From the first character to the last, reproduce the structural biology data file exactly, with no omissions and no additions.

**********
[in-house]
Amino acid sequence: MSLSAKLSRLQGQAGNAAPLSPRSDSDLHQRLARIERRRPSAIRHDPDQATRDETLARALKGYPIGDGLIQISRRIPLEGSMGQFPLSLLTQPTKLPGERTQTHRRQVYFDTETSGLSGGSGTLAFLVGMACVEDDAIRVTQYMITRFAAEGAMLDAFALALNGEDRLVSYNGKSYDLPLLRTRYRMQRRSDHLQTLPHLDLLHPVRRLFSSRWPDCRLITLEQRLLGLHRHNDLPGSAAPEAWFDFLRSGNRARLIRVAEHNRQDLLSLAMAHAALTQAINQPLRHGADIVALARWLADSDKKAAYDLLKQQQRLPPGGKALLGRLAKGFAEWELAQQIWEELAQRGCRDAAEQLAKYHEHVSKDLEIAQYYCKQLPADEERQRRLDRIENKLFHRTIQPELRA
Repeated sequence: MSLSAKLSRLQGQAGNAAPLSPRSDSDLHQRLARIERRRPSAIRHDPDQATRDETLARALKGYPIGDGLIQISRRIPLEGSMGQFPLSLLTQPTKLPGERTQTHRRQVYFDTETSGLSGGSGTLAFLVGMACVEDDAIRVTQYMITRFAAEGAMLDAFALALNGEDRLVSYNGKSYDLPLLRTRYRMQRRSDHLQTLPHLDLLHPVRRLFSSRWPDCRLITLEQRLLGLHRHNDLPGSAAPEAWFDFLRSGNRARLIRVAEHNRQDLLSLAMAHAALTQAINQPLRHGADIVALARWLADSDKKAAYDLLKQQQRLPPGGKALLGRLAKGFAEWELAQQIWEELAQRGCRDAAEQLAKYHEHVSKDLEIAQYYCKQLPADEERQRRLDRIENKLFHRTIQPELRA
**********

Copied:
[in-house]
Amino acid sequence: MSLSAKLSRLQGQAGNAAPLSPRSDSDLHQRLARIERRRPSAIRHDPDQATRDETLARALKGYPIGDGLIQISRRIPLEGSMGQFPLSLLTQPTKLPGERTQTHRRQVYFDTETSGLSGGSGTLAFLVGMACVEDDAIRVTQYMITRFAAEGAMLDAFALALNGEDRLVSYNGKSYDLPLLRTRYRMQRRSDHLQTLPHLDLLHPVRRLFSSRWPDCRLITLEQRLLGLHRHNDLPGSAAPEAWFDFLRSGNRARLIRVAEHNRQDLLSLAMAHAALTQAINQPLRHGADIVALARWLADSDKKAAYDLLKQQQRLPPGGKALLGRLAKGFAEWELAQQIWEELAQRGCRDAAEQLAKYHEHVSKDLEIAQYYCKQLPADEERQRRLDRIENKLFHRTIQPELRA
Repeated sequence: MSLSAKLSRLQGQAGNAAPLSPRSDSDLHQRLARIERRRPSAIRHDPDQATRDETLARALKGYPIGDGLIQISRRIPLEGSMGQFPLSLLTQPTKLPGERTQTHRRQVYFDTETSGLSGGSGTLAFLVGMACVEDDAIRVTQYMITRFAAEGAMLDAFALALNGEDRLVSYNGKSYDLPLLRTRYRMQRRSDHLQTLPHLDLLHPVRRLFSSRWPDCRLITLEQRLLGLHRHNDLPGSAAPEAWFDFLRSGNRARLIRVAEHNRQDLLSLAMAHAALTQAINQPLRHGADIVALARWLADSDKKAAYDLLKQQQRLPPGGKALLGRLAKGFAEWELAQQIWEELAQRGCRDAAEQLAKYHEHVSKDLEIAQYYCKQLPADEERQRRLDRIENKLFHRTIQPELRA